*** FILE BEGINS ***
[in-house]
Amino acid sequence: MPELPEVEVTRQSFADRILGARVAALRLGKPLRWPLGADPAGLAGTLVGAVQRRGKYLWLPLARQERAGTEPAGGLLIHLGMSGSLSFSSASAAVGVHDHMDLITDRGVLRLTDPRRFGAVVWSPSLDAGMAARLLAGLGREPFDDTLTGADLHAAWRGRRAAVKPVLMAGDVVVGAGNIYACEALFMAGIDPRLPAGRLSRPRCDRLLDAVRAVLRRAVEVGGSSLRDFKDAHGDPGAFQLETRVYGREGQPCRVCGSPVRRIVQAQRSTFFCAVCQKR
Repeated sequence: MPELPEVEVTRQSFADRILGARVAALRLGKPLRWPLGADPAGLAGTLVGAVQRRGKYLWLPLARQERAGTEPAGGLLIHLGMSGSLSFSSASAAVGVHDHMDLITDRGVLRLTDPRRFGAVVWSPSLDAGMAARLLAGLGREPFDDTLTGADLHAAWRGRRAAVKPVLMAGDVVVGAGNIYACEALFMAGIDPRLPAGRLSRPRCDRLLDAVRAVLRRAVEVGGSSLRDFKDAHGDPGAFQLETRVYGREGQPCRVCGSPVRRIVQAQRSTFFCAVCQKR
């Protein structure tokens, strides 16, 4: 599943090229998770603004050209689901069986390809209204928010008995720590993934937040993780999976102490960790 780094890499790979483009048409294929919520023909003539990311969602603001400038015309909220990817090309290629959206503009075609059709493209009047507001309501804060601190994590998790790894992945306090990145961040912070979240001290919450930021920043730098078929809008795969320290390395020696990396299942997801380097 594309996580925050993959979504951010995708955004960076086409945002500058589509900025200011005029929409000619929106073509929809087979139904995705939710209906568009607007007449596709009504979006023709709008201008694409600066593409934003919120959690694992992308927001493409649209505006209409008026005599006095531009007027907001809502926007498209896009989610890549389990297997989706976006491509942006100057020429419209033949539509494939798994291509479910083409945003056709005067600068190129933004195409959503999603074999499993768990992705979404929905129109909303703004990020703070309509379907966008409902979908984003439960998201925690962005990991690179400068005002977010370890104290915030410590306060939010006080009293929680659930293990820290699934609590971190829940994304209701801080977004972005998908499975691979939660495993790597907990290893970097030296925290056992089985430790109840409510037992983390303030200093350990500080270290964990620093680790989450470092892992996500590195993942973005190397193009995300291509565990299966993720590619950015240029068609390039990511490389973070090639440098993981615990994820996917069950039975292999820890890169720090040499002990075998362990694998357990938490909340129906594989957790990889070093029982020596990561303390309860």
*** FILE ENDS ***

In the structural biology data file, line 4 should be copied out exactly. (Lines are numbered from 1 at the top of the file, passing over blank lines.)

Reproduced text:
């Protein structure tokens, strides 16, 4: 599943090229998770603004050209689901069986390809209204928010008995720590993934937040993780999976102490960790 780094890499790979483009048409294929919520023909003539990311969602603001400038015309909220990817090309290629959206503009075609059709493209009047507001309501804060601190994590998790790894992945306090990145961040912070979240001290919450930021920043730098078929809008795969320290390395020696990396299942997801380097 594309996580925050993959979504951010995708955004960076086409945002500058589509900025200011005029929409000619929106073509929809087979139904995705939710209906568009607007007449596709009504979006023709709008201008694409600066593409934003919120959690694992992308927001493409649209505006209409008026005599006095531009007027907001809502926007498209896009989610890549389990297997989706976006491509942006100057020429419209033949539509494939798994291509479910083409945003056709005067600068190129933004195409959503999603074999499993768990992705979404929905129109909303703004990020703070309509379907966008409902979908984003439960998201925690962005990991690179400068005002977010370890104290915030410590306060939010006080009293929680659930293990820290699934609590971190829940994304209701801080977004972005998908499975691979939660495993790597907990290893970097030296925290056992089985430790109840409510037992983390303030200093350990500080270290964990620093680790989450470092892992996500590195993942973005190397193009995300291509565990299966993720590619950015240029068609390039990511490389973070090639440098993981615990994820996917069950039975292999820890890169720090040499002990075998362990694998357990938490909340129906594989957790990889070093029982020596990561303390309860």